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GA pitches in during Texas storm recoveryGA pitches in during Texas storm recovery

  • View of downtown Houston, north of Interstate 10, flying west to east on radar vectors. Ordinarily pilots fly south of Interstate 10 when flying west to east. Another Civil Air Patrol airplane is getting radar vectors also. Photo by Yasmina Platt.
  • Flooded homes in Orange, Texas. Photo courtesy of David Lewis and Anthony Goss.
  • View of Interstate 10, flying west to east, just past highway 62, approaching Orange, Texas. Traffic is flowing and everything seems pretty dry on March 21. Photo by Yasmina Platt.
  • Several refineries and other infrastructure plants were flooded.Photo courtesy of David Lewis and Anthony Goss.
  • View of Interstate 10 at Simmons Drive in Orange, Texas. Flooding was more severe approaching the Sabine River. Photo by Yasmina Platt.
  • More flooded homes. Photo courtesy of David Lewis and Anthony Goss.
  • View of Interstate 10 west to east at the Texas Travel Information Center (the Texas Welcome Center) in Orange, Texas. Photo by Yasmina Platt.
  • Flooded homes in Orange, Texas. Photo courtesy of David Lewis and Anthony Goss.
  • View of flooding from the Orange, Texas, area, looking out toward the Gulf of Mexico. Photo by Yasmina Platt.
  • Signal International is still partially flooded. The island in the middle is Orange Harbor Island. Photo by Yasmina Platt.
  • Another look at Interstate 10 at Simmons Drive. Photo by Yasmina Platt.

When river flooding from violent storms shut down a major interstate highway in Texas and threatened to disable key public facilities in mid-March, general aviation pilots provided officials monitoring the situation with timely updates on the rapidly changing situation.

Different pilots and members of the Texas Wing of the Civil Air Patrol flew dozens of missions and took thousands of digital photos in support of the emergency response. And in some cases, they found that the risks posed by the situation weren’t only on the ground.

Multiple state agencies benefited from aviators' volunteer efforts.

“The State Operation Center uses the imagery for state response and mitigation planning by Texas Division Emergency Management, Texas Commission on Environmental Quality and Texas Department of Transportation,” the CAP’s Texas Wing said on its website.

The CAP was credited for doing “a great job of day-by-day documentation of changing conditions at key structures,” by Dr. Gordon Wells, program manager of the Center for Space Research at the University of Texas-Austin.

Flooded homes in Orange, Texas. Photo courtesy of David Lewis and Anthony Goss.

As a newspaper in Tyler, Texas, reported, some CAP pilots flying as low as 1,000 feet agl initially found themselves in the same airspace as numerous aircraft of various types, “‘from helicopters to ultralights,’” according to Maj. Steve Robertson, southwest region director of emergency services, that were not monitoring the same frequencies, but also pitching in. The profusion of traffic caused some CAP aircraft “to deviate from the intended flight route,” the paper reported.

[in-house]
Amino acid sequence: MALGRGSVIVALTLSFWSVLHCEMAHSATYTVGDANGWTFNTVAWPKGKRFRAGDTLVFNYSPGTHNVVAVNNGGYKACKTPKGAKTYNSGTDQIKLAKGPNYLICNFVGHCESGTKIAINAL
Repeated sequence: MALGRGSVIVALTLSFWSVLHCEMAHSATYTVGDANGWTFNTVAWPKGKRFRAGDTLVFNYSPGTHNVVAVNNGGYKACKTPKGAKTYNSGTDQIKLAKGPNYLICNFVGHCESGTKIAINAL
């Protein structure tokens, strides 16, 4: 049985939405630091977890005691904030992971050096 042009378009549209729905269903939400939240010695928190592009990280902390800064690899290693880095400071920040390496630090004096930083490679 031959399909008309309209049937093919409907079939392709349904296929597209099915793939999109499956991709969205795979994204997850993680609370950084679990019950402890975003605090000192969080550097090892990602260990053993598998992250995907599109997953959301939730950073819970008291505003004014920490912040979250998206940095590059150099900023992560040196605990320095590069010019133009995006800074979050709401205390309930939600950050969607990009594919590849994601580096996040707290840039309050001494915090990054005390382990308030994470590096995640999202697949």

At the CAP’s request, the FAA imposed a temporary flight restriction for a portion of the recovery period. The TFR included unmanned aircraft in the flight prohibitions.

On March 17, the Weather Channel reported that the Sabine River dividing Texas and Louisiana crested at Deweyville, breaking “the unofficial highest river level set over 130 years ago” after a week of torrential rain. Mandatory evacuations, the flooding of hundreds of homes, and numerous rescues were in progress as two reservoirs on the river overflowed. Along the border of Texas and Louisiana, the Weather Channel described the river’s flooding as “historic.”

South of Deweyville, the two-state area continued to be hard-hit.

One of the Texas Department of Public Safety Eurocopters used to survey the area. Photo courtesy of David Lewis and Anthony Goss.

“Interstate 10 was closed at the Louisiana/Texas border for at least four days,” said AOPA Central/Southwest Regional Manager Yasmina Platt, who monitored some of the continuing CAP flights’ radio reports as she flew herself from Orange, Texas, to Baton Rouge, Louisiana, to participate in a legislative hearing on March 21.

About one-third the length of I-10, which runs from Santa Monica, California, to Jacksonville, Florida, and is the southernmost major interstate highway in the United States, is within the state of Texas. The highway reopened on March 18 after waters receded.

Aviation also played a key role in news coverage of the weather disaster as news organizations posted still shots and videos taken aloft of flooding and related damage online, such as this March 12 video of the Sabine River in Logansport, Louisiana, posted on YouTube.

One of the many flooded roads around the area. Photo courtesy of David Lewis and Anthony Goss.
Dan Namowitz

Dan Namowitz

Associate Editor Web
Associate Editor Web Dan Namowitz has been writing for AOPA in a variety of capacities since 1991. He has been a flight instructor since 1990 and is a 30-year AOPA member.
Topics: Advocacy

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